The Hunger Games. It makes sense to believe that if we had a draft, policy makers would be less likely to engage in risky military adventurism because their own sons and daughters might be called to serve. However, the raw numbers suggest that the probability of this happening is so infinitesimally small that it would be insignificant, except for symbolic value, perhaps.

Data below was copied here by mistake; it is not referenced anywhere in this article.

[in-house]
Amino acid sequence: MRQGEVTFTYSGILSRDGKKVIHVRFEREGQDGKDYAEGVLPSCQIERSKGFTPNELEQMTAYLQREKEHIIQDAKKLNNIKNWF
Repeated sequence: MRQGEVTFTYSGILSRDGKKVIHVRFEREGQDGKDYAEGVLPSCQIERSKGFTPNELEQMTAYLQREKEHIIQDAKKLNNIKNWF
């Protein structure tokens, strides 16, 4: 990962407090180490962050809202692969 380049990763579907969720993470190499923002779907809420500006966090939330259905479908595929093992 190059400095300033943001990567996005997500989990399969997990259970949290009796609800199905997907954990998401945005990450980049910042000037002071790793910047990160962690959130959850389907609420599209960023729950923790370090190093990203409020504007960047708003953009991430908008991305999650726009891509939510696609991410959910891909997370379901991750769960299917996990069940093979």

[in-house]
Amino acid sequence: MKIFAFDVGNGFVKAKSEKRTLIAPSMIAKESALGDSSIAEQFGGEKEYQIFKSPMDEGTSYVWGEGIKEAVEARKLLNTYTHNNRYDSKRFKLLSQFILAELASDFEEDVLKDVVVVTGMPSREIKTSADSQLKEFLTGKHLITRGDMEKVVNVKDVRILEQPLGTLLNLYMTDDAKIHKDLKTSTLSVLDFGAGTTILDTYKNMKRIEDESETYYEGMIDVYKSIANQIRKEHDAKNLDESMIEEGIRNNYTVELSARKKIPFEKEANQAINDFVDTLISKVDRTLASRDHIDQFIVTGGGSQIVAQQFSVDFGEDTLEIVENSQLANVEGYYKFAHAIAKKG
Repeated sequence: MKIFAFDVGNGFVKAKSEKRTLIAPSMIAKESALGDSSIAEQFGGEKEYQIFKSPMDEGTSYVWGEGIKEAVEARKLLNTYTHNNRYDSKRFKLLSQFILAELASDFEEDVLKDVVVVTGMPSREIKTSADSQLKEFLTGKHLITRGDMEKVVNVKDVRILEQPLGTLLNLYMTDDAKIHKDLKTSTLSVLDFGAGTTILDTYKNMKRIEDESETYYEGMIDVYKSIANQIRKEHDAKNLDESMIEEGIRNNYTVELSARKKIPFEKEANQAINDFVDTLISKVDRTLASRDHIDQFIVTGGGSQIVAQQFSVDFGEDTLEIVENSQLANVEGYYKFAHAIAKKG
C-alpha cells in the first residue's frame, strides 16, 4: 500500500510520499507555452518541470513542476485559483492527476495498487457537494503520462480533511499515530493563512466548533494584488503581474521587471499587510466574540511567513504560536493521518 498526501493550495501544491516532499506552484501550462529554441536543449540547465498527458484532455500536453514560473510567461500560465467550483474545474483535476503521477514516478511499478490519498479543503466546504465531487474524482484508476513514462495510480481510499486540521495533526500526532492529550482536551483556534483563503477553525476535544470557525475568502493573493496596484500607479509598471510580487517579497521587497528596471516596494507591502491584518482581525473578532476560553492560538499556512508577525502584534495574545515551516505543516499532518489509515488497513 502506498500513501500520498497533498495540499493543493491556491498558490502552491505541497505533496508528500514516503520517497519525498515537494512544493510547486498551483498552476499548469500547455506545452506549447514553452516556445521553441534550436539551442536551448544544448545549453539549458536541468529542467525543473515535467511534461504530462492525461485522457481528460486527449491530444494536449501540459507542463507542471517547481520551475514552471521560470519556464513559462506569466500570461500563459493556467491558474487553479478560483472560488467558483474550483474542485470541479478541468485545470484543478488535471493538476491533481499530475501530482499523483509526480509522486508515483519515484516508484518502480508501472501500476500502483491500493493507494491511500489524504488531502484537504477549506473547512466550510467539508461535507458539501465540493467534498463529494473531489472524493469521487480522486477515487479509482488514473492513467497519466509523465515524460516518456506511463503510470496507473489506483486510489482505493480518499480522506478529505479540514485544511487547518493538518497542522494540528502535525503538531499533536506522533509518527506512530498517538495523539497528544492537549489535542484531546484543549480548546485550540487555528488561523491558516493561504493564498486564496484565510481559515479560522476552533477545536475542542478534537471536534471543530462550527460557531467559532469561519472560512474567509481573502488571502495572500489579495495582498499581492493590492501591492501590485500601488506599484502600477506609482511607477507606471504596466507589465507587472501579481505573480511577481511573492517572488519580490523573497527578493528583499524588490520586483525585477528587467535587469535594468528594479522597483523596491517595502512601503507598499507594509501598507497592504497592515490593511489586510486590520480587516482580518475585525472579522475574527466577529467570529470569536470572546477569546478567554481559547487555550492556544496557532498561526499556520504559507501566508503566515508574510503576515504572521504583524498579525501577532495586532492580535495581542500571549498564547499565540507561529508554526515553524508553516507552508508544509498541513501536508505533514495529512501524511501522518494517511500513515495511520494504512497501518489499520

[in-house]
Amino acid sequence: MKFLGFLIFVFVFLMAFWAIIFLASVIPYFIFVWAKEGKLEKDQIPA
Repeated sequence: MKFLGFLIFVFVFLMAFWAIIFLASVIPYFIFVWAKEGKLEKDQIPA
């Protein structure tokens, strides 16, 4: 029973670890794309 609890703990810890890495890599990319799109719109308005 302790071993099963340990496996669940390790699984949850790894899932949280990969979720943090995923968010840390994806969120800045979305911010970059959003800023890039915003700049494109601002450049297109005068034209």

Instituting the draft in one of the aforementioned ways (increasing the size of the military or partitioning off draft “slots”) would not spread the burden of service uniformly over the population because of the few who are eligible to serve. It would not lessen the burden of service for the individual or make the armed forces more representative of the general population, and it would likely have only a marginal effect on policy makers’ decision making because the chances of their sons or daughters being drafted in a shrinking military filled with volunteers is so miniscule.